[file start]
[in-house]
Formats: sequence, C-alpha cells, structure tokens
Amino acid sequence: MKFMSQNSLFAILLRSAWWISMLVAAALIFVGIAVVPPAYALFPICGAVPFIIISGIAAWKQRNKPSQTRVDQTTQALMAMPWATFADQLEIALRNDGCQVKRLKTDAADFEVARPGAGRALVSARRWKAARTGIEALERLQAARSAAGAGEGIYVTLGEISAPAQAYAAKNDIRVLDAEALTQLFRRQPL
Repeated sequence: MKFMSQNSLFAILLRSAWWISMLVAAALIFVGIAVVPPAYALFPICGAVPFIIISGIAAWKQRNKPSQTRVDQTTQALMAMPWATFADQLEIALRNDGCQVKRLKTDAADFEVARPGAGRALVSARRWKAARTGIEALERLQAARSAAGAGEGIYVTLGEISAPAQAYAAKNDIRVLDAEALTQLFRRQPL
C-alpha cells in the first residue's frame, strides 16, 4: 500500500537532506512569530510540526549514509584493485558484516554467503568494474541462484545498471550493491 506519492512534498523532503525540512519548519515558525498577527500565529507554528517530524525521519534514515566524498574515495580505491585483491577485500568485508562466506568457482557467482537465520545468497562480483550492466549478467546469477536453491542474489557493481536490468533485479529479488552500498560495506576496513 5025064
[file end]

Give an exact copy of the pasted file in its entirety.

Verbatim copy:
[in-house]
Formats: sequence, C-alpha cells, structure tokens
Amino acid sequence: MKFMSQNSLFAILLRSAWWISMLVAAALIFVGIAVVPPAYALFPICGAVPFIIISGIAAWKQRNKPSQTRVDQTTQALMAMPWATFADQLEIALRNDGCQVKRLKTDAADFEVARPGAGRALVSARRWKAARTGIEALERLQAARSAAGAGEGIYVTLGEISAPAQAYAAKNDIRVLDAEALTQLFRRQPL
Repeated sequence: MKFMSQNSLFAILLRSAWWISMLVAAALIFVGIAVVPPAYALFPICGAVPFIIISGIAAWKQRNKPSQTRVDQTTQALMAMPWATFADQLEIALRNDGCQVKRLKTDAADFEVARPGAGRALVSARRWKAARTGIEALERLQAARSAAGAGEGIYVTLGEISAPAQAYAAKNDIRVLDAEALTQLFRRQPL
C-alpha cells in the first residue's frame, strides 16, 4: 500500500537532506512569530510540526549514509584493485558484516554467503568494474541462484545498471550493491 506519492512534498523532503525540512519548519515558525498577527500565529507554528517530524525521519534514515566524498574515495580505491585483491577485500568485508562466506568457482557467482537465520545468497562480483550492466549478467546469477536453491542474489557493481536490468533485479529479488552500498560495506576496513 5025064